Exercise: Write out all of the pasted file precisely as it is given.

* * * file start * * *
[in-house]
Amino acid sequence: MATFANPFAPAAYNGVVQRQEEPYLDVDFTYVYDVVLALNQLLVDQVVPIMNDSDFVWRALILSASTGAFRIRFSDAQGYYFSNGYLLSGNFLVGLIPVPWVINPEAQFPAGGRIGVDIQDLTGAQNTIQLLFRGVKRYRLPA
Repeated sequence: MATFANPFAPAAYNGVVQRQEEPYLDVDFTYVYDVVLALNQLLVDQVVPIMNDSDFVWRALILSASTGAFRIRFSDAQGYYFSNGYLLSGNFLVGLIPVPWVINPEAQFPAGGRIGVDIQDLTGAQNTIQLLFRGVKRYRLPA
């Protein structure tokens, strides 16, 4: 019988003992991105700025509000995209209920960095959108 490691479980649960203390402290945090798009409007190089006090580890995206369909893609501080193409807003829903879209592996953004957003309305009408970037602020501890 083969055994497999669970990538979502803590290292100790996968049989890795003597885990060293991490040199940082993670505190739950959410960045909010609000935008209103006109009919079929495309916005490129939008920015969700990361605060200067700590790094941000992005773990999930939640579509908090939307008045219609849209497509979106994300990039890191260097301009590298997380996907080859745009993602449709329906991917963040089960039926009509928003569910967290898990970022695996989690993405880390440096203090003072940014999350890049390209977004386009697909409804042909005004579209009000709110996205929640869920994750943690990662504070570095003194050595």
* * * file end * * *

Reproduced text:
[in-house]
Amino acid sequence: MATFANPFAPAAYNGVVQRQEEPYLDVDFTYVYDVVLALNQLLVDQVVPIMNDSDFVWRALILSASTGAFRIRFSDAQGYYFSNGYLLSGNFLVGLIPVPWVINPEAQFPAGGRIGVDIQDLTGAQNTIQLLFRGVKRYRLPA
Repeated sequence: MATFANPFAPAAYNGVVQRQEEPYLDVDFTYVYDVVLALNQLLVDQVVPIMNDSDFVWRALILSASTGAFRIRFSDAQGYYFSNGYLLSGNFLVGLIPVPWVINPEAQFPAGGRIGVDIQDLTGAQNTIQLLFRGVKRYRLPA
């Protein structure tokens, strides 16, 4: 019988003992991105700025509000995209209920960095959108 490691479980649960203390402290945090798009409007190089006090580890995206369909893609501080193409807003829903879209592996953004957003309305009408970037602020501890 083969055994497999669970990538979502803590290292100790996968049989890795003597885990060293991490040199940082993670505190739950959410960045909010609000935008209103006109009919079929495309916005490129939008920015969700990361605060200067700590790094941000992005773990999930939640579509908090939307008045219609849209497509979106994300990039890191260097301009590298997380996907080859745009993602449709329906991917963040089960039926009509928003569910967290898990970022695996989690993405880390440096203090003072940014999350890049390209977004386009697909409804042909005004579209009000709110996205929640869920994750943690990662504070570095003194050595």